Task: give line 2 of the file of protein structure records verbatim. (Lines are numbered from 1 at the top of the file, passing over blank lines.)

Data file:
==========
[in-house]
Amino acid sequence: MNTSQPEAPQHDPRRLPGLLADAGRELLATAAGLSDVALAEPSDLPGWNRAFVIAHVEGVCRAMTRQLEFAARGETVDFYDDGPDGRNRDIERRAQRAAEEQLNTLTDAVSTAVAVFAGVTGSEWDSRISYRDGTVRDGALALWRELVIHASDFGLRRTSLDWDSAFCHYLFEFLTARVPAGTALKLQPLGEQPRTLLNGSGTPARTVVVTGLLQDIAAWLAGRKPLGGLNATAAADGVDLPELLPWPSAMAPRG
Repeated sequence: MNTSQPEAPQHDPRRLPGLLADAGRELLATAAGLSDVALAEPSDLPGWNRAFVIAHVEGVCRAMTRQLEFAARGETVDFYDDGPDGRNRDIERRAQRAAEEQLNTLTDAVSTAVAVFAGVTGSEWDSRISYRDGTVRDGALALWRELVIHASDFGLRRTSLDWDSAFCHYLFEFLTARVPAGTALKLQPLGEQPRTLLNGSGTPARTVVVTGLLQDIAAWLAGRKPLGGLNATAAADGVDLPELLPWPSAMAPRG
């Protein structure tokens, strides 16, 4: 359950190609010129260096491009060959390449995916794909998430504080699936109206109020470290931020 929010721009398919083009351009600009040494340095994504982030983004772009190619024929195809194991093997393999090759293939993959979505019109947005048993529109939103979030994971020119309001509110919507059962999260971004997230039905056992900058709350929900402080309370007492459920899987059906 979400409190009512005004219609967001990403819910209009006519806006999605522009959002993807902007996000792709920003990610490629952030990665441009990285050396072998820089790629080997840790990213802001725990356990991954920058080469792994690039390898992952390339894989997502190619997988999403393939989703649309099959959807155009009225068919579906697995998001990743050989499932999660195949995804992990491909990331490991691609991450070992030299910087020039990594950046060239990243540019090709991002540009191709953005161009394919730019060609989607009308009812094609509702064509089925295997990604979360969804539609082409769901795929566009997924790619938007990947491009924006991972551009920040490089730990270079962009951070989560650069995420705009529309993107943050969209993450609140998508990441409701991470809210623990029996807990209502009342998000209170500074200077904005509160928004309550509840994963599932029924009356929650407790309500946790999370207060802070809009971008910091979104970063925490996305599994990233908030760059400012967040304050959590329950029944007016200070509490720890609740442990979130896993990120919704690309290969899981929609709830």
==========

Amino acid sequence: MNTSQPEAPQHDPRRLPGLLADAGRELLATAAGLSDVALAEPSDLPGWNRAFVIAHVEGVCRAMTRQLEFAARGETVDFYDDGPDGRNRDIERRAQRAAEEQLNTLTDAVSTAVAVFAGVTGSEWDSRISYRDGTVRDGALALWRELVIHASDFGLRRTSLDWDSAFCHYLFEFLTARVPAGTALKLQPLGEQPRTLLNGSGTPARTVVVTGLLQDIAAWLAGRKPLGGLNATAAADGVDLPELLPWPSAMAPRG